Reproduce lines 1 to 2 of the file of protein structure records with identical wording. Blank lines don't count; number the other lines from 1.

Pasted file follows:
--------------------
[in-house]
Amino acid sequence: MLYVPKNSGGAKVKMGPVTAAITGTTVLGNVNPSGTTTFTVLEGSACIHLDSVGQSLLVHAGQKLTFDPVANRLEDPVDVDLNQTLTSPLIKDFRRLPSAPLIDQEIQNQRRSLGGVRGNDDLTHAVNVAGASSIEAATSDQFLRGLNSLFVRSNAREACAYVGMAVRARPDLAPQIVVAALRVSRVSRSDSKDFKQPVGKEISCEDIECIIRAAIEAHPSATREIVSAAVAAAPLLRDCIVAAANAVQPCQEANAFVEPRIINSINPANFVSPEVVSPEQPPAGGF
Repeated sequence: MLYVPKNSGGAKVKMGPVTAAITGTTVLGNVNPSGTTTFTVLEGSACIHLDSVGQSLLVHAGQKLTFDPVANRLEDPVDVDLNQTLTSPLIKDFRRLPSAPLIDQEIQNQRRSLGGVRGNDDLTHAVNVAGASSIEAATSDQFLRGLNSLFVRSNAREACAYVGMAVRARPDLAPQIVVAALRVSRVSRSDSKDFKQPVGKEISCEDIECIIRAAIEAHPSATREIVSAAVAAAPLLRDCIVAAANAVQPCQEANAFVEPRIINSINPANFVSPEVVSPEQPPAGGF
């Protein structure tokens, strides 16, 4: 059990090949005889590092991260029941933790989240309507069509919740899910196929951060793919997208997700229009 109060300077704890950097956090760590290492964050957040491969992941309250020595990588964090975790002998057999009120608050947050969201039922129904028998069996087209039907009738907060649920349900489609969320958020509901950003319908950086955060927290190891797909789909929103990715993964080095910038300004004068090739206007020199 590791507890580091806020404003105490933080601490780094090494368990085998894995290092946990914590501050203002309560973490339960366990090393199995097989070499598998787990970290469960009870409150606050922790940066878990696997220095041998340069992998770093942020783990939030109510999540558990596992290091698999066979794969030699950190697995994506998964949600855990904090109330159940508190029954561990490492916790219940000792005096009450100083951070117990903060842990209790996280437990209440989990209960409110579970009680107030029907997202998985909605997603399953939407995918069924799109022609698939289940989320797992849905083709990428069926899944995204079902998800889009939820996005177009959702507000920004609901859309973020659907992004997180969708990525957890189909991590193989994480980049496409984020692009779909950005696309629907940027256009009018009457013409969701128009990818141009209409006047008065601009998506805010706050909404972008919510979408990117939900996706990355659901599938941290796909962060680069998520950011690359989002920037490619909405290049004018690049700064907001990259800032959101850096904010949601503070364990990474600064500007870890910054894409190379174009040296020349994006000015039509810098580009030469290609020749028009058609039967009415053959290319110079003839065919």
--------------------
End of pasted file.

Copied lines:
[in-house]
Amino acid sequence: MLYVPKNSGGAKVKMGPVTAAITGTTVLGNVNPSGTTTFTVLEGSACIHLDSVGQSLLVHAGQKLTFDPVANRLEDPVDVDLNQTLTSPLIKDFRRLPSAPLIDQEIQNQRRSLGGVRGNDDLTHAVNVAGASSIEAATSDQFLRGLNSLFVRSNAREACAYVGMAVRARPDLAPQIVVAALRVSRVSRSDSKDFKQPVGKEISCEDIECIIRAAIEAHPSATREIVSAAVAAAPLLRDCIVAAANAVQPCQEANAFVEPRIINSINPANFVSPEVVSPEQPPAGGF